Many in our political class, it seems, have completely missed the message that the Arab uprisings have sent them: American intervention is neither required nor needed. The young people protesting in Arab capitals right now want a meaningful break with the status quo and, in many ways, that means a break from American support.
On December 17, when he set himself on fire in Sidi Bouzid, Mohamed Bouazizi could not have guessed that his act would prompt a series of copycat self-immolations or that it would launch the revolutions we are currently witnessing in the Arab world. It is two months later now, and yet the connection between deep personal despair and meaningful political change is being made evident once again, this time in Morocco.
Last week, Fadoua Laroui, a 25-year old woman, doused herself with gasoline in front of the town hall in Souq Sebt, and lit a match. According to newspaper reports, the local government destroyed the shack in which she lived with her children and later denied her access to replacement social housing because she was a single mother. She died in a Casablanca hospital two days later.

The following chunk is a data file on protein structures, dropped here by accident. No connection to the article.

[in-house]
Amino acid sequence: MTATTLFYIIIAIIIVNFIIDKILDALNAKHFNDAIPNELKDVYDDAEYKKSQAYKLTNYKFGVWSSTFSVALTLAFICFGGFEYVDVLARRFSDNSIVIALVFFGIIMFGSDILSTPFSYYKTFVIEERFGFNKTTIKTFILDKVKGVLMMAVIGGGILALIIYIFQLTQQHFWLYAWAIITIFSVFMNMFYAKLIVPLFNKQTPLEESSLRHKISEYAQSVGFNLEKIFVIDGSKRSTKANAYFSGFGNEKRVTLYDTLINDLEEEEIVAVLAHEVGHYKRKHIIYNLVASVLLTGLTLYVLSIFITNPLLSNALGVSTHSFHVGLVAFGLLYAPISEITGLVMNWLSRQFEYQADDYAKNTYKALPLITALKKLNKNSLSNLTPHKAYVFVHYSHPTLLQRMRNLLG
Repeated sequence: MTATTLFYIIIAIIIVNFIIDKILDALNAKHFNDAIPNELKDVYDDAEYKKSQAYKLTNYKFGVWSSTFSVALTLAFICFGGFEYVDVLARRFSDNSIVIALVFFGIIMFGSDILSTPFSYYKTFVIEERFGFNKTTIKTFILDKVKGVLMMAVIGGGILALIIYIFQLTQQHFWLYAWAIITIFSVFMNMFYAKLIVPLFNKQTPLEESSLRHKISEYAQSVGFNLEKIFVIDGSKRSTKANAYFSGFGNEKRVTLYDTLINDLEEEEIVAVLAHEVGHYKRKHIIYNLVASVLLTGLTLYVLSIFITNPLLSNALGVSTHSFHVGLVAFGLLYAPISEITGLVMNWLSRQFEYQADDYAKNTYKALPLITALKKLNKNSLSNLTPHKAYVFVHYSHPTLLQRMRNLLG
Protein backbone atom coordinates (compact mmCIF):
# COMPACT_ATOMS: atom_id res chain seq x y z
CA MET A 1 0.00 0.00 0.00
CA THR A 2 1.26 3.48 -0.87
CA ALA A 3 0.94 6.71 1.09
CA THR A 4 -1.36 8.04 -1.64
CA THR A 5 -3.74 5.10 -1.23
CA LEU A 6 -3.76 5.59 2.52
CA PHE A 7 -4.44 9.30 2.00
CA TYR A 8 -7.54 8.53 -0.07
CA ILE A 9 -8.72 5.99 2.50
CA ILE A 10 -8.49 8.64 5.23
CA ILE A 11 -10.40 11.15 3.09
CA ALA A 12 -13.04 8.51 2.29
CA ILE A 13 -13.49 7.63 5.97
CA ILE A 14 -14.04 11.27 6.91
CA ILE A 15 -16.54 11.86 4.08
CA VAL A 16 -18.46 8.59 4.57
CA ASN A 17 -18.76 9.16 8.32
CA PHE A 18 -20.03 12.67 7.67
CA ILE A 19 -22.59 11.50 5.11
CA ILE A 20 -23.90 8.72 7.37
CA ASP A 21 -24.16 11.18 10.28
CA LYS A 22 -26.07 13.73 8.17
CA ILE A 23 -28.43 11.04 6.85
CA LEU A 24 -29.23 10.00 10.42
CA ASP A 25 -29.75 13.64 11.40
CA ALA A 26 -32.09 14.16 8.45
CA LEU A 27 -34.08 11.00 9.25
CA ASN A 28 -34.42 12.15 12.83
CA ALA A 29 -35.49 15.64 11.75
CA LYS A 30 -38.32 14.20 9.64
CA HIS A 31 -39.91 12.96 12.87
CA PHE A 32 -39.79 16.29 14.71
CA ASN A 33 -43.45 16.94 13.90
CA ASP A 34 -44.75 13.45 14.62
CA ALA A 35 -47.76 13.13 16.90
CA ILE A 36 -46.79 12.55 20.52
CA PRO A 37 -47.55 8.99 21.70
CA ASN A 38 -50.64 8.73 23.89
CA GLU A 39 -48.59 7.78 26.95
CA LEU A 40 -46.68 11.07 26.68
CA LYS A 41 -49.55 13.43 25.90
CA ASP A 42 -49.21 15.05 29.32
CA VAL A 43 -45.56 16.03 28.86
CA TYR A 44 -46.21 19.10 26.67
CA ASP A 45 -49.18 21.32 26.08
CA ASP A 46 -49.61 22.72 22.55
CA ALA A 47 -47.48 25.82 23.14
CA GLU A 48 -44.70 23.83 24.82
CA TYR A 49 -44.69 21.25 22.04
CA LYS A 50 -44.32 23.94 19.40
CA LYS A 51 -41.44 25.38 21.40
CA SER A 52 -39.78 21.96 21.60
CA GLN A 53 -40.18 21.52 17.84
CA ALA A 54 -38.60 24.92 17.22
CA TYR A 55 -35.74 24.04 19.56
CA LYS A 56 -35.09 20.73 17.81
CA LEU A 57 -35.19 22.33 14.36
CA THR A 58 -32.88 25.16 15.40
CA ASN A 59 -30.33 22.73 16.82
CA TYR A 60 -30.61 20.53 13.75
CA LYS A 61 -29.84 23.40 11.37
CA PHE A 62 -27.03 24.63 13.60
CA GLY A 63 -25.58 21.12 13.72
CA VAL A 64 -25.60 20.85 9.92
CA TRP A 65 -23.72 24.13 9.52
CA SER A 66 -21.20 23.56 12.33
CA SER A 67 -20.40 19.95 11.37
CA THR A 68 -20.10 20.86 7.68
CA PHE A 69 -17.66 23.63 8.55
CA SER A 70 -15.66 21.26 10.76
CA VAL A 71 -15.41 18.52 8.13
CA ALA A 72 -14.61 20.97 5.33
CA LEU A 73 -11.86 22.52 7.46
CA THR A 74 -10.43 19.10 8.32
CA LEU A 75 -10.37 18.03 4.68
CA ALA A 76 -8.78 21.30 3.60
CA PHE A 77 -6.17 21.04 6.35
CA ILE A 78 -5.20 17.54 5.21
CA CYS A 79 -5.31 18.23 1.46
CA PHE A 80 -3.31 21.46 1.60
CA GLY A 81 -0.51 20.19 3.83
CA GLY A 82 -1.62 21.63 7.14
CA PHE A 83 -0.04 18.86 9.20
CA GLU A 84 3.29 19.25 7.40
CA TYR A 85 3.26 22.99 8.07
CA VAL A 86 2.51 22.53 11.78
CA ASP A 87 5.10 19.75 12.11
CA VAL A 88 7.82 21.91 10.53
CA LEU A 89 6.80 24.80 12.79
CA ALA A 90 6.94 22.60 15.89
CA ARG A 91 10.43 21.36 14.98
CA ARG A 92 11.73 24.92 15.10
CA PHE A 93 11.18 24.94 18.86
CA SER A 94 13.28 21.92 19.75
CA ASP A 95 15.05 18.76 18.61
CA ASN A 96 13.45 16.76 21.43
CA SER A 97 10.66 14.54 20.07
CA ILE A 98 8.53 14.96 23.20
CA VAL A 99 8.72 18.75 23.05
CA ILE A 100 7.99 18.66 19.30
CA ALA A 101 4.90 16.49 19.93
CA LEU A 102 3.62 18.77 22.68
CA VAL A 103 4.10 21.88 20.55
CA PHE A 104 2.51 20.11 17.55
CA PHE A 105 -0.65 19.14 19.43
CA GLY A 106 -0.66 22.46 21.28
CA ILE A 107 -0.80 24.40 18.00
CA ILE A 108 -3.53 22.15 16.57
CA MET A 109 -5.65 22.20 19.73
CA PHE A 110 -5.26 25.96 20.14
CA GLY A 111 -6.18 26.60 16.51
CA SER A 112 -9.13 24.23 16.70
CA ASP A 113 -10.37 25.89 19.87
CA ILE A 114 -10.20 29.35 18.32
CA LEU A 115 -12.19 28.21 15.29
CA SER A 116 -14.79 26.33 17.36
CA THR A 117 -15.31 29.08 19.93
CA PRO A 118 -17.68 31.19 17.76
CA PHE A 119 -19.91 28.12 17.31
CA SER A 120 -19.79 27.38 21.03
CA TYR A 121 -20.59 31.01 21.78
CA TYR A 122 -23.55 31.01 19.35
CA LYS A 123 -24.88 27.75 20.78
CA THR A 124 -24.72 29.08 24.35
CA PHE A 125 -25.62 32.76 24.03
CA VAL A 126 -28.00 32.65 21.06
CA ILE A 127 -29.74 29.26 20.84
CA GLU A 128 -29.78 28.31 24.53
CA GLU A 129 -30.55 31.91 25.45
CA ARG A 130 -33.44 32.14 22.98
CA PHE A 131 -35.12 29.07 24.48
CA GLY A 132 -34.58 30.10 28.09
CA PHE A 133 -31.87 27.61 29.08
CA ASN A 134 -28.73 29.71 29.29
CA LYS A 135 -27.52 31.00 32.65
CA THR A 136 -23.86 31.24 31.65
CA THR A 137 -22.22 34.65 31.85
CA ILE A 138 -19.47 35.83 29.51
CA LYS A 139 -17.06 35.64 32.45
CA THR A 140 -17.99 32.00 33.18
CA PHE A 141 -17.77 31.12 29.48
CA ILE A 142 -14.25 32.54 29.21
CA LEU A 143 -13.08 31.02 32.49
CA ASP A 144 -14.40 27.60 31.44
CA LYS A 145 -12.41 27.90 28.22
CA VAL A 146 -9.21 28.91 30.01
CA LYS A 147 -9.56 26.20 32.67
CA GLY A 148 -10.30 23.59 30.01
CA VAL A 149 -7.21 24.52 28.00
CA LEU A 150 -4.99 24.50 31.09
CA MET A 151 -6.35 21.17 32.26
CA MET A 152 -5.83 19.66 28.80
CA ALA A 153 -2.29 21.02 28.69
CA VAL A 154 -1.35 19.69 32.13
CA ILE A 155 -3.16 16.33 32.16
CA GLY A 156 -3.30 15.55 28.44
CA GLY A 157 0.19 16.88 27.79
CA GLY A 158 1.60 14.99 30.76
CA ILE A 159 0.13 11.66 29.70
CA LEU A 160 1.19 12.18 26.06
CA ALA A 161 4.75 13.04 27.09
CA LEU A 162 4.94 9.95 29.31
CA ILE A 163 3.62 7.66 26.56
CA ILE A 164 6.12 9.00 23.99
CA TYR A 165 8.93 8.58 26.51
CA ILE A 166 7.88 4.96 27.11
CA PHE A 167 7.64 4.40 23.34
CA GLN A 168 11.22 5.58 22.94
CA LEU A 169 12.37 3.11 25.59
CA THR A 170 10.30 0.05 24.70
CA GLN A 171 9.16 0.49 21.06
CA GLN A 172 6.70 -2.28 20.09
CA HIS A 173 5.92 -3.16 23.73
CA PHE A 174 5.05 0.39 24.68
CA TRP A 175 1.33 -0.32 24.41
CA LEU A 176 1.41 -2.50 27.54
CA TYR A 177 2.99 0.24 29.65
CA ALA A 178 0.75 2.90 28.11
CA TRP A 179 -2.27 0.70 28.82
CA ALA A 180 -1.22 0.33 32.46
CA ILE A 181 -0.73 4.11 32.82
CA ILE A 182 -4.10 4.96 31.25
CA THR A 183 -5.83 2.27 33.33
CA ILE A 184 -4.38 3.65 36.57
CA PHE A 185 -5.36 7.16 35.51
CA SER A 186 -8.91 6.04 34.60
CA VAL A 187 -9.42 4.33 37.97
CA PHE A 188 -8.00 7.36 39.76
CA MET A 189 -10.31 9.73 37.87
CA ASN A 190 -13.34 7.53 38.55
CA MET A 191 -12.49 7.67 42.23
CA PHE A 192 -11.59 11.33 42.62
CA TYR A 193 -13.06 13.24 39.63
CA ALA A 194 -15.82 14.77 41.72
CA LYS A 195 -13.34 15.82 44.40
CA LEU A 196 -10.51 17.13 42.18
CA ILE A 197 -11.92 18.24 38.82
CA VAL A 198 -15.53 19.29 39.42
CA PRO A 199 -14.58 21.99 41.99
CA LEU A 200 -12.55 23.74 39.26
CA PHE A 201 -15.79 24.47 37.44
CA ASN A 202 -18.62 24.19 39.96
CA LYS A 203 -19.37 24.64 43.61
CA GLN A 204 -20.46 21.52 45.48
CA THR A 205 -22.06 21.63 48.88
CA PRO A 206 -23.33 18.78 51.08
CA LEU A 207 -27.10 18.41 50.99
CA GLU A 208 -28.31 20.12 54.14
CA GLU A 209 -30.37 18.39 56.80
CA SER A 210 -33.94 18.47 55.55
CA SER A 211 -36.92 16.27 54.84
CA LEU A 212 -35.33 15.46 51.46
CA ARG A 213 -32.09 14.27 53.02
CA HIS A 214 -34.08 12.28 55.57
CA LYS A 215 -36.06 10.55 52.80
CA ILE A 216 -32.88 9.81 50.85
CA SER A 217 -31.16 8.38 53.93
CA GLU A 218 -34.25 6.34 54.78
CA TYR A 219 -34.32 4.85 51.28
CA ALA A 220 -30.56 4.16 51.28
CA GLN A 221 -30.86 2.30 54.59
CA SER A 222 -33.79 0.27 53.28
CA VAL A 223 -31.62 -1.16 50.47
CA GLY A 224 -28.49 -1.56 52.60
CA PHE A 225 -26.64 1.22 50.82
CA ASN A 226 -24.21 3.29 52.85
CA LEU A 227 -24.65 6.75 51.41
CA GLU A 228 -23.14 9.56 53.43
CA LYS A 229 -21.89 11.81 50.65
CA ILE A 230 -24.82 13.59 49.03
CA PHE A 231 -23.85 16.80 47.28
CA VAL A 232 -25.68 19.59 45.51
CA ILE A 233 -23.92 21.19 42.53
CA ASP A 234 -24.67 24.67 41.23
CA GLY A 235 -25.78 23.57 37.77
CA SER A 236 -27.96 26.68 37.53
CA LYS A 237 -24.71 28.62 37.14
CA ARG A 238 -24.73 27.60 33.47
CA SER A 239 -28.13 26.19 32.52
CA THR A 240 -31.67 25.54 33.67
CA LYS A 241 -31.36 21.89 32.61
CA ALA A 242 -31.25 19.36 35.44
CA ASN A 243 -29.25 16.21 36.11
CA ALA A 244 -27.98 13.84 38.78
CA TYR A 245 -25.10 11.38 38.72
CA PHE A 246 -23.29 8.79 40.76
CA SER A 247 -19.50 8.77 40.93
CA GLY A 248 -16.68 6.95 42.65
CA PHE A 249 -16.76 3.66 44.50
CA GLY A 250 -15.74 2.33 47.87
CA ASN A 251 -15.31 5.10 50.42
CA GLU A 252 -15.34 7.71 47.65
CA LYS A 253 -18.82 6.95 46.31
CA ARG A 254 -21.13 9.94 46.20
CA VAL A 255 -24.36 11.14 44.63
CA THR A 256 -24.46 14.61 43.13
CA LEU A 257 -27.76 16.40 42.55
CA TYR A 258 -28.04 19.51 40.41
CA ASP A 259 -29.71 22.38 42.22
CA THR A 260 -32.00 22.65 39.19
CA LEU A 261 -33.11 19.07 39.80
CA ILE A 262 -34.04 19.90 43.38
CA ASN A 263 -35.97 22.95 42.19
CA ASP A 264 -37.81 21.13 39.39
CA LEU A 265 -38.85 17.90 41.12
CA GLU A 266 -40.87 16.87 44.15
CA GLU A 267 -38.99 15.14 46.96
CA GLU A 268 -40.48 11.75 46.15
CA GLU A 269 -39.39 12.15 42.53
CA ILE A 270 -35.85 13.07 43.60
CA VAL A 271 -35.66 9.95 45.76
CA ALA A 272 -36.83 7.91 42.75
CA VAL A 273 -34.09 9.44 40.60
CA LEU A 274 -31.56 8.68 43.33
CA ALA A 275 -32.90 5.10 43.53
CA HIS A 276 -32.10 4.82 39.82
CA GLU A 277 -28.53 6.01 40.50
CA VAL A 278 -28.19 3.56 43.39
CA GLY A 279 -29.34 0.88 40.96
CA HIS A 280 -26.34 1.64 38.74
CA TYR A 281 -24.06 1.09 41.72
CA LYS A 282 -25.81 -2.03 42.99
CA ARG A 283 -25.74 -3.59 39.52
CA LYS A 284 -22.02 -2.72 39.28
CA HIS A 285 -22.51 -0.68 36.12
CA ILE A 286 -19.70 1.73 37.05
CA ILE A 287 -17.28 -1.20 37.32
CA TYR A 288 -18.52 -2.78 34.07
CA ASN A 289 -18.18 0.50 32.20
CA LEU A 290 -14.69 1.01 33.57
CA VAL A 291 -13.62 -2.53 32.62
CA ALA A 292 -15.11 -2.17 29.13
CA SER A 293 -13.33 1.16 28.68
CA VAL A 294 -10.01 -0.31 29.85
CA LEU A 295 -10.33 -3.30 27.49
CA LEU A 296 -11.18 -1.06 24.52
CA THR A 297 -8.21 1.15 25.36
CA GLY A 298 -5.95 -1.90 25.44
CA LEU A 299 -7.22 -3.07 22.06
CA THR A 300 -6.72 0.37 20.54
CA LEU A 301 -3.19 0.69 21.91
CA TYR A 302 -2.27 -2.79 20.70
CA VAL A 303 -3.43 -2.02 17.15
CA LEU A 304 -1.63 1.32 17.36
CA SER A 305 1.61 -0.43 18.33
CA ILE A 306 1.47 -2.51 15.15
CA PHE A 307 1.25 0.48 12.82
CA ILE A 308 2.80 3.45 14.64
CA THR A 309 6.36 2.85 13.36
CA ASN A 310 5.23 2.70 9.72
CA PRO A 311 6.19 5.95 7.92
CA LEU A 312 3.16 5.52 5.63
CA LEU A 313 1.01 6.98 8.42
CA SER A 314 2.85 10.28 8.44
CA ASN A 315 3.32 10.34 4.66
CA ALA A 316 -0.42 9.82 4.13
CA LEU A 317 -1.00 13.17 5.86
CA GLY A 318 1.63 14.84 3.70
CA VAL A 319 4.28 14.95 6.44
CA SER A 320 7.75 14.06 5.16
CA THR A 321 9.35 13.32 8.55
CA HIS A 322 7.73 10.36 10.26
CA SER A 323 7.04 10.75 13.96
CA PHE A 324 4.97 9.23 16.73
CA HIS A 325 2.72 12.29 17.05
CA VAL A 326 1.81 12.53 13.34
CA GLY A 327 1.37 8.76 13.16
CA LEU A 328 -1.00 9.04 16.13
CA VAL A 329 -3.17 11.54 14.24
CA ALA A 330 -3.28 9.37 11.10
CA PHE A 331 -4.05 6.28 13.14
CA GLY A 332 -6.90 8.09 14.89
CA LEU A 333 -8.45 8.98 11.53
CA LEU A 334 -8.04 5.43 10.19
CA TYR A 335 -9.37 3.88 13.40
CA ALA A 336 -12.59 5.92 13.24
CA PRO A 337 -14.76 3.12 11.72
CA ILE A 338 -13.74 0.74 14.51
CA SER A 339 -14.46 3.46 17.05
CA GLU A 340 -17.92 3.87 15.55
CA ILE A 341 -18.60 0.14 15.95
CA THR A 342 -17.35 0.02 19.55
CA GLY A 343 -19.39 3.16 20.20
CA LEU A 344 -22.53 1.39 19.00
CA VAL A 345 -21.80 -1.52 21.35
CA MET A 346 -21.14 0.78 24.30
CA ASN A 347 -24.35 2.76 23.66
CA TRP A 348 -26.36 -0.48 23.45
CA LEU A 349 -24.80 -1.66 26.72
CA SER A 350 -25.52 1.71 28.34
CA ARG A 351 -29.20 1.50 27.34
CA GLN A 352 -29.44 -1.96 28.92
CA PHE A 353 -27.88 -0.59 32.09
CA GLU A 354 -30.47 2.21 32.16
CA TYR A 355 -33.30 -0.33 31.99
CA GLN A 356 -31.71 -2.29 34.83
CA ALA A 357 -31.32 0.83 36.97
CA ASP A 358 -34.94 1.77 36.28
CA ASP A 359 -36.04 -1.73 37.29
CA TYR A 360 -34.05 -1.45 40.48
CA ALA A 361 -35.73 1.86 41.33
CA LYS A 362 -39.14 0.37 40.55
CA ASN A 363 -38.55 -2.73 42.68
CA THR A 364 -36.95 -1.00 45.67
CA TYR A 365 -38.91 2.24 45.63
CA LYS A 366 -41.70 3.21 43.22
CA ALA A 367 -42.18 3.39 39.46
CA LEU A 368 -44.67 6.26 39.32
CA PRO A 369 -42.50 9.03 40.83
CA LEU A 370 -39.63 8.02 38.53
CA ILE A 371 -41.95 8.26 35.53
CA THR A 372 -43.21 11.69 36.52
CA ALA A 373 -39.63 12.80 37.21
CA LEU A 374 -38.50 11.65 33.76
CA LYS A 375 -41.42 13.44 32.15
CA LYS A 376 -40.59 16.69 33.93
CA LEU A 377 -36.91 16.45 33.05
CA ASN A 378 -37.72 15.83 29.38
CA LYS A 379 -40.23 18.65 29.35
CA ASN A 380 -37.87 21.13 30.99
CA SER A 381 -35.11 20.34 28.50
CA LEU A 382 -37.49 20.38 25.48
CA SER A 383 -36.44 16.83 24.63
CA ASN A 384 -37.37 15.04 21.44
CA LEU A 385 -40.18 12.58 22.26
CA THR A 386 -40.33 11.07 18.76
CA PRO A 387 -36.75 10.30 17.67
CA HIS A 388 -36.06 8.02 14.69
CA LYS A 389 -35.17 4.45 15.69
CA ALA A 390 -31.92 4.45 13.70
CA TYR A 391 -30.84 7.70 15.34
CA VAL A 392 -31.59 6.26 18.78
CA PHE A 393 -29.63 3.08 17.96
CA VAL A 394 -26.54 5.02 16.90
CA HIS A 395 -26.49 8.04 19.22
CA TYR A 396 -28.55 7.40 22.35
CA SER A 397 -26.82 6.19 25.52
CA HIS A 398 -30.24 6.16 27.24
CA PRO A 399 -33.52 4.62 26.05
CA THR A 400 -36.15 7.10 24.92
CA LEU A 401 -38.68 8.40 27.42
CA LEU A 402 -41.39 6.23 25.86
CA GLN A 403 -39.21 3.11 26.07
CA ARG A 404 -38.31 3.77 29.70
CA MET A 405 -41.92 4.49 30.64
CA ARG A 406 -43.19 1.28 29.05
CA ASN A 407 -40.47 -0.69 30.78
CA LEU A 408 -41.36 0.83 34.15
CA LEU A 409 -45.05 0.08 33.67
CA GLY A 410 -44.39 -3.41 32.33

A graphic video purportedly showing Fadoua Laroui’s self-immolation has been widely distributed on social media websites. On it, a young woman can be heard yelling against injustice and asking what will happen to her children, before setting herself on fire. A police officer watches the scene, but he makes no attempt to come to her rescue. Instead, a young man tries to put out the fire by alternately pouring water over the victim and covering her with his jacket.
Like Mohamed Bouazizi, Fadoua Laroui was not known to be part of any political party; she was not asking for political reforms. She was simply crying out against injustice, in a country where her status as a single mother made her a second-class citizen. But, unlike Mohamed Bouazizi, the plight of Fadoua Laroui has attracted little press coverage. Indeed, aside from a couple of reports in Attajdid and Akhbar Al-Youm, and a short news brief from Reuters, her death has gone largely unnoticed and unreported. Even in pain, it seems, there are hierarchies. Some deaths are noted and remembered, some aren’t.